Alton Duke offers this auction mishap:

"Our young granddaughter read 'Misty of Chincoteague' and  wanted to go to that Virginia island to see the wild horses swim.

"As she was the first girl in two generations of boys, of course we went.

"After the swim, there was an auction of the wild horses. I tried to get our granddaughter's attention across the fence with a hand motion. A lady told me I had just bid on a horse.

"I was relieved when there was a higher bid. It would have hard to get our horse on an airplane."

Daddy's dancer

One of the joys of parenthood is being able to embarrass your kids.

For example, Betty Diamond Alessandra, of New Orleans, tells of her father, Alfred "Fred" Diamond:

"Daddy had a tattoo of a naked lady on his chest, and without much coaxing would make it wiggle.

"I lived in dread when my girlfriends from school came over, thinking he'd go into his act…"   

On the Carousel

Ronnie Melancon, of Gretna, adds another long-gone bar:

"Has anyone mentioned The Carousel, a bar and dance hall in Port Allen at the foot of the Huey P. Long bridge?

"While attending LSU in the late '50s, this was one of the places I'd have a root beer or two, and then stop at The Pastime on the way back to the campus."

I confess to having visited The Carousel while in high school, to hear the great James "Sugar Boy" Crawford and his band, whose renditions of "Jock-A-Mo" ("Iko Iko") and "Danny Boy" were legendary back then.

We'd have excellent, if messy, barbecue at the little cafe on the side of the nightclub, then head for home, carefully avoiding the fight in the parking lot, which seemed to be an ongoing affair…

The long arm of Lindsey

Mike Montagnino, of Greenwell Springs, has another story about Istrouma High's assistant principal and discipline enforcer Clyde Lindsey:

"During my first week of school in 1964, a couple of 11th-grade buddies, Jack Alderman and Earl "Joe" Zimmer, assured me that skipping the school cafeteria's lunch and walking down Winbourne Avenue to Gibson’s Drive-in would be much cooler.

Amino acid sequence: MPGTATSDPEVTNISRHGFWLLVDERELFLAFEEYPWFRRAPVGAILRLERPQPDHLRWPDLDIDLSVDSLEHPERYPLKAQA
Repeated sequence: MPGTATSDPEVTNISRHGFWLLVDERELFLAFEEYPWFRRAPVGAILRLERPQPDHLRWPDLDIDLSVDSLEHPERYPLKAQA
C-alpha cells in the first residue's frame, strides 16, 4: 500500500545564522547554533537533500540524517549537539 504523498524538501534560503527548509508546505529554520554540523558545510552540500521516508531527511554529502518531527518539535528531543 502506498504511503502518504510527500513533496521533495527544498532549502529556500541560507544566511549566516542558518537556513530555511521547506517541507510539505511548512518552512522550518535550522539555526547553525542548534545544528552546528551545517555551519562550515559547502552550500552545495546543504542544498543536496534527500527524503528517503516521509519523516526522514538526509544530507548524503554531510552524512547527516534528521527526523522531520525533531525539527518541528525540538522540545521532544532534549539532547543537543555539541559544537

"On our walk back to the school, a '57 Chevy pulled over on the side of us. Behind the wheel was Mr. Lindsey.

"He yelled out, 'Get in, boys; I’ll give y’all a ride back to school.'

"After my buddies confessed it was their idea, I was spared the 10 licks they each got with his huge paddle." 

Keeping it clean

Dudley Lehew, of Marrero, says, "While channel surfing, I checked out the old Red Skelton show and was reminded why he was considered a genius.

"No bleeped words. No off-color gestures. Nothing political; just his malleable rubber face."

Special People Dept.

  • Dorothy Frost Taylor celebrates her 95th birthday Monday, July 6.
  • Carolyn Talbot, of Baton Rouge, celebrated her 94th birthday Saturday, July 4. (The party will be next year.)

Stupidity cheer

Wendell Lindsay, of Baton Rouge, says, "In light of news articles confirming Tuscaloosa students actually had COVID parties, I suggest the following cheer for LSU when it plays Alabama this year:

"You’re pretty dumb,

Certainly not smarties;

‘Cause you’re the ones

Who had COVID parties!"

Truth and fiction

In the Saturday column, James B. Hébert, of Abbeville, told of a monkey invading his family's house when he was a college student. I playfully suggested he had won it the night before in a bourée game. Turns out I was more accurate than I knew:

James wrote after the column appeared:

"Funny you should mention a bourée game. My brother and his friends were playing cards in the dining room, late into the night.

"We guessed that one of the guys did not completely close the front door when he left, and the monkey pushed the door to get in, proceeded to the kitchen, banged around the pots and pans, and ate raw potatoes and onions."

Which could have led to this police radio conversation:

"Sarge, we found a monkey in the park."

"Good. How's his breath?"

"Pretty bad, sir."



"He's the one. Bring him in."

Write Smiley at He can also be reached by mail at P.O. Box 588, Baton Rouge, LA 70821. Follow Smiley Anders on Twitter, @SmileyAndersAdv.